The Democratic Party will not be traveling to Copenhagen to negotiate an international climate change treaty.
Surprised? Then you might not have as good an understanding of the Constitution of the United States as you thought. But don't feel bad - that puts you on par with Jake Sherman, and he's got a nice job as a reporter for Politico:
House Republicans are preparing for a trip to Copenhagen and looking to derail Democratic efforts to negotiate an international climate agreement.
There is no doubt that the Republicans are going to Copenhagen, and there is no doubt that they plan to try to derail President Obama's efforts to negotiate an agreement. But Sherman's statement is still insanely, dangerously wrong - and it's all because he used a single wrong word: Democratic.
The Democratic Party is not conducting negotiations in Copenhagen. The negotiations in Copenhagen are being conducted by the Government of the United States of America. At the moment, both Houses of Congress and the Presidency happen to be occupied by Democrats. That's because that is, for the moment, the will of the voters.
Elections have consequences.
To be fair, Sherman does note the minority status of the Republicans going to Copenhagen, but he still gets something seriously wrong:
Republicans are in the minority in both the House and Senate. So, their opposition to both legislation and treaties means little on the national stage, let alone the international stage. But their words could be a distraction for the Democratic president, who's attending the conference next week.
Talking about the "Democratic president" is just as stupid and wrongheaded as talking about the "Democratic efforts" to negotiate the agreement. This is an international treaty, being negotiated by the President of the United States. All of the United States, not just the parts that like him or voted for him. When the President travels overseas, he is not the representative of a political party, he is the representative of the United States of America.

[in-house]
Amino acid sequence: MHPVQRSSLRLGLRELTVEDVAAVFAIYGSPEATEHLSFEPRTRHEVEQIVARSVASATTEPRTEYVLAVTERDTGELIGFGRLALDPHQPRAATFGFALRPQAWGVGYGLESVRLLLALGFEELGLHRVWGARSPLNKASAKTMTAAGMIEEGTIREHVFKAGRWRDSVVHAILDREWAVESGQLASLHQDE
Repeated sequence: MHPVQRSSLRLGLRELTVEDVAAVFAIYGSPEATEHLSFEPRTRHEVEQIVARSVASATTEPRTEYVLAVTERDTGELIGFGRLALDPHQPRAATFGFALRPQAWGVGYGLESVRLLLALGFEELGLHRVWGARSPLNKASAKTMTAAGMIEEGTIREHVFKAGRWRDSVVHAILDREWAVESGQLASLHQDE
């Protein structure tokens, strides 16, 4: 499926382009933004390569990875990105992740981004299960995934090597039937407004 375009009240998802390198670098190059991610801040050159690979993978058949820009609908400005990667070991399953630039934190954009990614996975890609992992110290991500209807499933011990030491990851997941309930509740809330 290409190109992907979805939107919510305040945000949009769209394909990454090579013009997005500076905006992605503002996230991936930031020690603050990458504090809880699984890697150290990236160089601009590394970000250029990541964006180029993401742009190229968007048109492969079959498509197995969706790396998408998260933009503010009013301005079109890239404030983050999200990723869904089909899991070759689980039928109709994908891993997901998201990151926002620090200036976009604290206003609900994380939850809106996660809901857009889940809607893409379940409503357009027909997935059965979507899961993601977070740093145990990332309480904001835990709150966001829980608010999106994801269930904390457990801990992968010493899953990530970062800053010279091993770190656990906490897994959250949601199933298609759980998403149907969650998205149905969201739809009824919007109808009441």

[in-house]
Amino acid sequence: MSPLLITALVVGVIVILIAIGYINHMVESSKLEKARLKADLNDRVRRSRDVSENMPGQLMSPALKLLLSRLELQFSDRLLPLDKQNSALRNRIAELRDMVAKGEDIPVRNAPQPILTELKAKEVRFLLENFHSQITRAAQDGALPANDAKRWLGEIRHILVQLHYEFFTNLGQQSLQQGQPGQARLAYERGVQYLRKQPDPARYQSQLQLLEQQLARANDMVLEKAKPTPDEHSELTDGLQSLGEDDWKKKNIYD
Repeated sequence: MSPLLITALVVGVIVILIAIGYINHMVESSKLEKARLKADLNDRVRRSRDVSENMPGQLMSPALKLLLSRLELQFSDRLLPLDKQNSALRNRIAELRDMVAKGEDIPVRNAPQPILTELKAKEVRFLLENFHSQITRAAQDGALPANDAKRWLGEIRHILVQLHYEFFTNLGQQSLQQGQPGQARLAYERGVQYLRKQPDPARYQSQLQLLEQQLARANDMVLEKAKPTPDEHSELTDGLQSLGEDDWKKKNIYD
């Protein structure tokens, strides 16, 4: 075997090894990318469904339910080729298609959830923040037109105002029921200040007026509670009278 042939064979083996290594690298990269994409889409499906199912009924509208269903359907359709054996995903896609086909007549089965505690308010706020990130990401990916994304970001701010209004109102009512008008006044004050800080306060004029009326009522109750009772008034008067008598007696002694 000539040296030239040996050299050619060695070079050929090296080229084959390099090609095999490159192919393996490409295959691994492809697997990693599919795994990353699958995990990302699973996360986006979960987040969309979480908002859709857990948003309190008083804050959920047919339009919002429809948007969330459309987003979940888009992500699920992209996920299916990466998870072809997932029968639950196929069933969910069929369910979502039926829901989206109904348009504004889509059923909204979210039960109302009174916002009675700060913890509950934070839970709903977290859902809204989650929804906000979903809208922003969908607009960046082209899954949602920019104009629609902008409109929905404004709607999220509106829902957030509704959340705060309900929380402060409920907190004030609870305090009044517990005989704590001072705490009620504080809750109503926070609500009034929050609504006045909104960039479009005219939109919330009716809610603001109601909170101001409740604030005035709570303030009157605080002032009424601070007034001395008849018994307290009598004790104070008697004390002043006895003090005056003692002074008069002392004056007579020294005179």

When the President negotiates a treaty, he does so with the blessing of Article Two, Section Two of the United States Constitution
He shall have Power, by and with the Advice and Consent of the Senate, to make Treaties, provided two thirds of the Senators present concur; and he shall nominate, and by and with the Advice and Consent of the Senate, shall appoint Ambassadors, other public Ministers and Consuls, Judges of the supreme Court, and all other Officers of the United States, whose Appointments are not herein otherwise provided for, and which shall be established by Law: but the Congress may by Law vest the Appointment of such inferior Officers, as they think proper, in the President alone, in the Courts of Law, or in the Heads of Departments.
That's the same Constitution that Members of Congress swear an oath to support and defend against all enemies, foreign or domestic. That includes the Republican Congresscritters that are traveling to a foreign country with the avowed purpose of trying to undercut the President of the United States, as he engages in his Constitutional duties.
But I guess that's OK if you're a Republican.